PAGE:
A Serious Violence Reduction Order pilot, which Thames Valley Police are a part of, launches today (19/4).
Serious Violence Reduction Orders (SVROs) are intended to deter those offenders from carrying weapons, as there is a greater likelihood of being caught and brought to justice.
Thames Valley Police is one of four forces to trial the introduction of the post-conviction powers, alongside Merseyside, West Midlands and Sussex.
The court will be able to make an SVRO when an adult (aged 18 or over) is convicted of an offence involving a bladed article or offensive weapon.
The court will decide in individual cases whether it is necessary to make an order to protect the public or particular members of the public (including the offender) from the risk of harm involving knives or offensive weapons, or to prevent the offender from committing a further offence involving a knife or offensive weapon.
Police officers will have the power to stop and search a person subject to an order to look for knives or offensive weapons.
SVROs will have a minimum duration of six months and maximum duration of two years, with the court deciding on the exact length.
A breach of an SVRO, through failure to do anything the offender is required to do by the order, will be criminal offences punishable by a sentence of up to two years’ imprisonment, an unlimited fine, or both.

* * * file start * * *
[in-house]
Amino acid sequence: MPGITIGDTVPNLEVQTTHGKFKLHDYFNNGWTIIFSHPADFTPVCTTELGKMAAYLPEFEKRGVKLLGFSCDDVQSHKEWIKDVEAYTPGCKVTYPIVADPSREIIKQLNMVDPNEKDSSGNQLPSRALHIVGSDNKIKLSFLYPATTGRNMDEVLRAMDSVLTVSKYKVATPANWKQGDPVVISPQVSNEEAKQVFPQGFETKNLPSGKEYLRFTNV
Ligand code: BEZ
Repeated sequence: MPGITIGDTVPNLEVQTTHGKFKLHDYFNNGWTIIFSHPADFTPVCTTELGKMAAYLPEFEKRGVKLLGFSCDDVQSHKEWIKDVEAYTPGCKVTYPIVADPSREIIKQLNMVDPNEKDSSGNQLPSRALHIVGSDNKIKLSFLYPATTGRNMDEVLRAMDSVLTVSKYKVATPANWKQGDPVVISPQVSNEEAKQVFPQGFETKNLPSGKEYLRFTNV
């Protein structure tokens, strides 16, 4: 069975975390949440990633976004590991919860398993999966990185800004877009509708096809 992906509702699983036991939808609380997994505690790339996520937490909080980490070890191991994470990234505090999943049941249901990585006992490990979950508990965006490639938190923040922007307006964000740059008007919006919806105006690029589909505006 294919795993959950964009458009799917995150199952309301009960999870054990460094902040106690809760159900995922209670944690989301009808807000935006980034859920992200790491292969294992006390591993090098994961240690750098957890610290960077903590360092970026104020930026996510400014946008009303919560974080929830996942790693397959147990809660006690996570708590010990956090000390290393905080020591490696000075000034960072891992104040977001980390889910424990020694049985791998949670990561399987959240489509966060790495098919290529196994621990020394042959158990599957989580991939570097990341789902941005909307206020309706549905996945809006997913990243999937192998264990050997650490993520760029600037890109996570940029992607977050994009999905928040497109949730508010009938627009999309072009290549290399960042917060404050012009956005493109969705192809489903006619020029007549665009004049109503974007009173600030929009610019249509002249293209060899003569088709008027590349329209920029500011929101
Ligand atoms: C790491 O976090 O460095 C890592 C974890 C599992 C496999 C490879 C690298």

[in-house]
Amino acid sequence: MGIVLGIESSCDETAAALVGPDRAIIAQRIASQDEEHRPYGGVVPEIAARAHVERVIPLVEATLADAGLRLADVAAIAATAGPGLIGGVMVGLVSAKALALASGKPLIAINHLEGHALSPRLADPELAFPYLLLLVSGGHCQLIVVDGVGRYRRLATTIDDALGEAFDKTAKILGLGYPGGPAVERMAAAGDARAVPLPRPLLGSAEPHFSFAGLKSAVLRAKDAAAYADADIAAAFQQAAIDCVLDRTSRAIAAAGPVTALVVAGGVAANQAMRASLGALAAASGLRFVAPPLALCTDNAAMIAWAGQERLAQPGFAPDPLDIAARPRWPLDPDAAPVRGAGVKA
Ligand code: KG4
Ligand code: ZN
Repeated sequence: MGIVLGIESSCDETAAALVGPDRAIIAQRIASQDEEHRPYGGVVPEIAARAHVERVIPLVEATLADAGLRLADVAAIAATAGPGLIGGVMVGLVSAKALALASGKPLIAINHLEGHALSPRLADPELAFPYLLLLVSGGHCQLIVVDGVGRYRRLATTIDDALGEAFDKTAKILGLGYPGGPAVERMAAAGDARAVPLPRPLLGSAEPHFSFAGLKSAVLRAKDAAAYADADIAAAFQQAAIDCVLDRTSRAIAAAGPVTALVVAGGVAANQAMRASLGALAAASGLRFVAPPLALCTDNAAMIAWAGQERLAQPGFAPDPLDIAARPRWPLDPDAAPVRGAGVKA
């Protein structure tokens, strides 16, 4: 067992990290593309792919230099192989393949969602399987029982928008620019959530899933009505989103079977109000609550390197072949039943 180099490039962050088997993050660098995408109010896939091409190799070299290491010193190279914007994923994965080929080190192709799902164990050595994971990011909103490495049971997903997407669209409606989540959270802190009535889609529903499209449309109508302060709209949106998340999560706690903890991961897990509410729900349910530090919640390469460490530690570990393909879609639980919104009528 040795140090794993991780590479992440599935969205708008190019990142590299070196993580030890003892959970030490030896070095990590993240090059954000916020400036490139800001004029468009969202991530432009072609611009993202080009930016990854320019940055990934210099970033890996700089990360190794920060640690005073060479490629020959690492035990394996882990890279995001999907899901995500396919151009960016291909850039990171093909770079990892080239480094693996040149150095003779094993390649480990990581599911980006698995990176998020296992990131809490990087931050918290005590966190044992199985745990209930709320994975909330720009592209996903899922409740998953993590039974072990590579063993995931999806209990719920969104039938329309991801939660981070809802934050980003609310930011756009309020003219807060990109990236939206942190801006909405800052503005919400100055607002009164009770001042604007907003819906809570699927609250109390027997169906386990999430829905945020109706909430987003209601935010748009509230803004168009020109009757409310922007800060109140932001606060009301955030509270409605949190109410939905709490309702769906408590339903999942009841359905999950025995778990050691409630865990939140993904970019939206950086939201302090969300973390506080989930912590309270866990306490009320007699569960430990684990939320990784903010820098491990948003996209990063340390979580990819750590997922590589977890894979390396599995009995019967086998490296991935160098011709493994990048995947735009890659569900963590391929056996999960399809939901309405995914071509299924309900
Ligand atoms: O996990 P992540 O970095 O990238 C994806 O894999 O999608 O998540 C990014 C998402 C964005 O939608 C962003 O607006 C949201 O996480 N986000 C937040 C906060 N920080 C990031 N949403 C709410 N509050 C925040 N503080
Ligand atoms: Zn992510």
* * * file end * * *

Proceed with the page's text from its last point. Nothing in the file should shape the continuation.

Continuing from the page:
The pilot will run for two years before a decision is made on a national roll out.
Whilst SVROs may only be applied for in pilot force areas, officers across England and Wales will have the power to stop and search those with an SVRO.
This will allow the police the flexibility to tackle travelling criminality and ensure that offenders are not able to evade enforcement simply by leaving the pilot force area.
Deputy Head of Criminal Justice, Karin Williams-Cuss said: “We welcome the opportunity to be a part of this pilot which will help to keep our communities safe, by providing an extra level of resilience, giving our officers additional powers to help deter previous offenders from carrying knives.
“We have sadly seen some tragic knife-related incidents within the Thames Valley and we hope that SVROs will help to reduce the number of these.
“Tackling knife crime is a force priority, and SVROs are another initiative that will help to reduce knife crime across the Thames Valley, alongside Operation Deter and the early intervention work undertaken by the Violence Reduction Unit.”
Matthew Barber, Police and Crime Commissioner for Thames Valley, said: “The introduction of Serious Violence Reduction Orders as part of the two-year trial in Thames Valley will be a welcome addition to the forces response to serious violence and knife crime in our communities.
“In conjunction with the ongoing positive work in our communities, SVROs provide officers with additional powers to stop and search high-risk persistent offenders and bring them to justice.
“I will be kept updated on the outcome of SVROs in Thames Valley, and look forward to seeing the positive results this trial will have in our communities.”